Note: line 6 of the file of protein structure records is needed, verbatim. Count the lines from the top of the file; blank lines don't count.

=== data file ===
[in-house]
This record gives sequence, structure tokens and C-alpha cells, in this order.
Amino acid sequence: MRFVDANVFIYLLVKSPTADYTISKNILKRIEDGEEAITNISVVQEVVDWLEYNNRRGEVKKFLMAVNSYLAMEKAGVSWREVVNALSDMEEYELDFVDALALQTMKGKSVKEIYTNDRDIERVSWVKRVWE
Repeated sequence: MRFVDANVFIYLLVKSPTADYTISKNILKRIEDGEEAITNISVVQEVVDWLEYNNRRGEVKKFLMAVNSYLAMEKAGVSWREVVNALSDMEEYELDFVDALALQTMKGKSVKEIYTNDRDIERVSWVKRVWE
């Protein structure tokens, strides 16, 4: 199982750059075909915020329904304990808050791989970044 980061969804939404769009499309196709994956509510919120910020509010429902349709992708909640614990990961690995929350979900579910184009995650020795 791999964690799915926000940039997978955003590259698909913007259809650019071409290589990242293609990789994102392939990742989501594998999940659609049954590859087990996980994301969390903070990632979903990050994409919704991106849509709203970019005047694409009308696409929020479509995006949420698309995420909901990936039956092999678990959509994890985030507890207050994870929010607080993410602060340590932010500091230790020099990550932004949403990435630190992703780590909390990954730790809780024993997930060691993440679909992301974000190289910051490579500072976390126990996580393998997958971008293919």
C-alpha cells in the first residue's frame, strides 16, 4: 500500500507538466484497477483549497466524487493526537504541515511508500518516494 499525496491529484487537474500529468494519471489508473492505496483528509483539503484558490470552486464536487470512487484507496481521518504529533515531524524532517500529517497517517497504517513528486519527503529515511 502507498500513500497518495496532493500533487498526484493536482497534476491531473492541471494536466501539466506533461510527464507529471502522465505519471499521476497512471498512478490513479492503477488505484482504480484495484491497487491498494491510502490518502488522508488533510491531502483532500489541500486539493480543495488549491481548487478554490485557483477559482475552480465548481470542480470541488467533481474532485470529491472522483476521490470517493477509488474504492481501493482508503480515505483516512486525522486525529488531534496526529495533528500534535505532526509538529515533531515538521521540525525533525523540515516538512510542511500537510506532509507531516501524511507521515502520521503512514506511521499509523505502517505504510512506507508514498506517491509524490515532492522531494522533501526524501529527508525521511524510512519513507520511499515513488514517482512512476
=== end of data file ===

C-alpha cells in the first residue's frame, strides 16, 4: 500500500507538466484497477483549497466524487493526537504541515511508500518516494 499525496491529484487537474500529468494519471489508473492505496483528509483539503484558490470552486464536487470512487484507496481521518504529533515531524524532517500529517497517517497504517513528486519527503529515511 502507498500513500497518495496532493500533487498526484493536482497534476491531473492541471494536466501539466506533461510527464507529471502522465505519471499521476497512471498512478490513479492503477488505484482504480484495484491497487491498494491510502490518502488522508488533510491531502483532500489541500486539493480543495488549491481548487478554490485557483477559482475552480465548481470542480470541488467533481474532485470529491472522483476521490470517493477509488474504492481501493482508503480515505483516512486525522486525529488531534496526529495533528500534535505532526509538529515533531515538521521540525525533525523540515516538512510542511500537510506532509507531516501524511507521515502520521503512514506511521499509523505502517505504510512506507508514498506517491509524490515532492522531494522533501526524501529527508525521511524510512519513507520511499515513488514517482512512476